Regardless of this potential, in the past four decades, we have pushed three-quarters of all species into extinction. The loss of these species is not only a tragedy because they’re gone, but also because their loss impacts our own chances of survival. Looking back through the different epochs of Earth, Mustoe demonstrates that ‘Homo sapiens was the latest in a long line of animals that was likeliest to survive because that was the outcome that stabilised our planet’s biosphere at the time’.
We exist because the animals we share the planet with existed, breathed, ate, defecated, bred, and ultimately built the ecosystems we rely on for food, climate control, drinkable water, and reliable weather.
Mustoe’s experience working and travelling in diverse ecosystems, as well as his scientific knowledge and insight, make Wildlife in the Balance both interesting and educational – with ‘a-ha’ moments on every page. There is also urgency throughout the text, and the need for immediate action is evidenced in the extraordinary scientific data that Mustoe includes from the disciplines of biology, zoology, ecology, conservation and beyond.
He argues his points with energy, even if at times the key themes are repeated. The book could have been a little shorter if Mustoe hadn’t repeated his central points again and again. However, the repetition does lead to a deeper understanding, which is possibly the reason for the reiterations.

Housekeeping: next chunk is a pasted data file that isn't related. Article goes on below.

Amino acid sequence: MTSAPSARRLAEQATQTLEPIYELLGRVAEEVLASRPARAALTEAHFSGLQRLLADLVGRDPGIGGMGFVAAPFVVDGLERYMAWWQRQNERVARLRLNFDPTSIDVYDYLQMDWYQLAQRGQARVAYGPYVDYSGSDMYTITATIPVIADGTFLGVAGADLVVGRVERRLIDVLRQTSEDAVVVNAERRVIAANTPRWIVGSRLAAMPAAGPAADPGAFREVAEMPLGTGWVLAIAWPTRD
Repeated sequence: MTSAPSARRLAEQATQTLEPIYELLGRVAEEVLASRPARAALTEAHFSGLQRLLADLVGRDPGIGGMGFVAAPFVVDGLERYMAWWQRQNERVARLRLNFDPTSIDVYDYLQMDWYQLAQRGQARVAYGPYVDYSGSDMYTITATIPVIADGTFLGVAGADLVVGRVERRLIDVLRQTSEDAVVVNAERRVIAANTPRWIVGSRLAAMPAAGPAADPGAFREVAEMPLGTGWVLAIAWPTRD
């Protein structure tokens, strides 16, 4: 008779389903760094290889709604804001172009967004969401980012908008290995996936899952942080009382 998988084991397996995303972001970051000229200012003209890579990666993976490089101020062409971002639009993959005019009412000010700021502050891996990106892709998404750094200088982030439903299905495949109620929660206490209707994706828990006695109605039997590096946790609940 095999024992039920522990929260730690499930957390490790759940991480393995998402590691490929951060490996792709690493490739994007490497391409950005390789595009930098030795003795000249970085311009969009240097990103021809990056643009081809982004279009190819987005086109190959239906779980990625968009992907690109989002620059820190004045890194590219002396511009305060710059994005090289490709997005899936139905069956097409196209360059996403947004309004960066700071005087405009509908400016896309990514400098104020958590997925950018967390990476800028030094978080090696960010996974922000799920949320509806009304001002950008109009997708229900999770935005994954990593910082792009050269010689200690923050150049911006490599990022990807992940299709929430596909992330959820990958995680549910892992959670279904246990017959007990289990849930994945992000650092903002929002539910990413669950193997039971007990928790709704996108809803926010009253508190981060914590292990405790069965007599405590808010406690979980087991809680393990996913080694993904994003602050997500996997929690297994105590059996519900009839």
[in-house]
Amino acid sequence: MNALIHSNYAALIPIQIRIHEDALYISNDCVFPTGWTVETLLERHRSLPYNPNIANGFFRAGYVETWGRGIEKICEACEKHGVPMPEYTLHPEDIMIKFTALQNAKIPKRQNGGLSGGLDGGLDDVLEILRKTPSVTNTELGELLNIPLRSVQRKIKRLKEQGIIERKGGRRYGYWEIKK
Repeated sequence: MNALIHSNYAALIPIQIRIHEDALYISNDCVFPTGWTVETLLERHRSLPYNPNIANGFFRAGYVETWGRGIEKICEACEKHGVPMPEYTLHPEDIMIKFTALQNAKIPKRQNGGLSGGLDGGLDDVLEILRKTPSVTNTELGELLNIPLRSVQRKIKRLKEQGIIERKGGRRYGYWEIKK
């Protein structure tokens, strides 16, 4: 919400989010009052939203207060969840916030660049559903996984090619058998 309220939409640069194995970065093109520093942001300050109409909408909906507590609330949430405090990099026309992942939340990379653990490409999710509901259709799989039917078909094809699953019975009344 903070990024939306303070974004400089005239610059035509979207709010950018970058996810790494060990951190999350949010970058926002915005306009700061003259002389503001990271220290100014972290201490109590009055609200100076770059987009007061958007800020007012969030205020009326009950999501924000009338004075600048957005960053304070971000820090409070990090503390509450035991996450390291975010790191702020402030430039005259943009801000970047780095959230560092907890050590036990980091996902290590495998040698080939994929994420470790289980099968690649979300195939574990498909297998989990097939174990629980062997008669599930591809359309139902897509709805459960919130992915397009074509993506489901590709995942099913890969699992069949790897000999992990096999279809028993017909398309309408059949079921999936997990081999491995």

One way in which Wildlife in the Balance is different from other conservation texts is Mustoe’s modest stance on plants. While he acknowledges that there is ‘an urgency to protect nature’, especially wildlife-rich ecosystems like those in Indonesia and Australia, Mustoe does not necessarily advocate for planting more trees. In fact, he says, there is more tree coverage now than 35 years ago.
His focus is instead on the importance of returning animals to the remaining ecosystems. He adds, ‘grasslands and oceans aren’t enough on their own without wildlife’. It’s not enough to plant more trees or mangroves or kelp forests; we must also retain, support and (where possible) reintroduce the wolves, whales and worms that balance these ecosystems.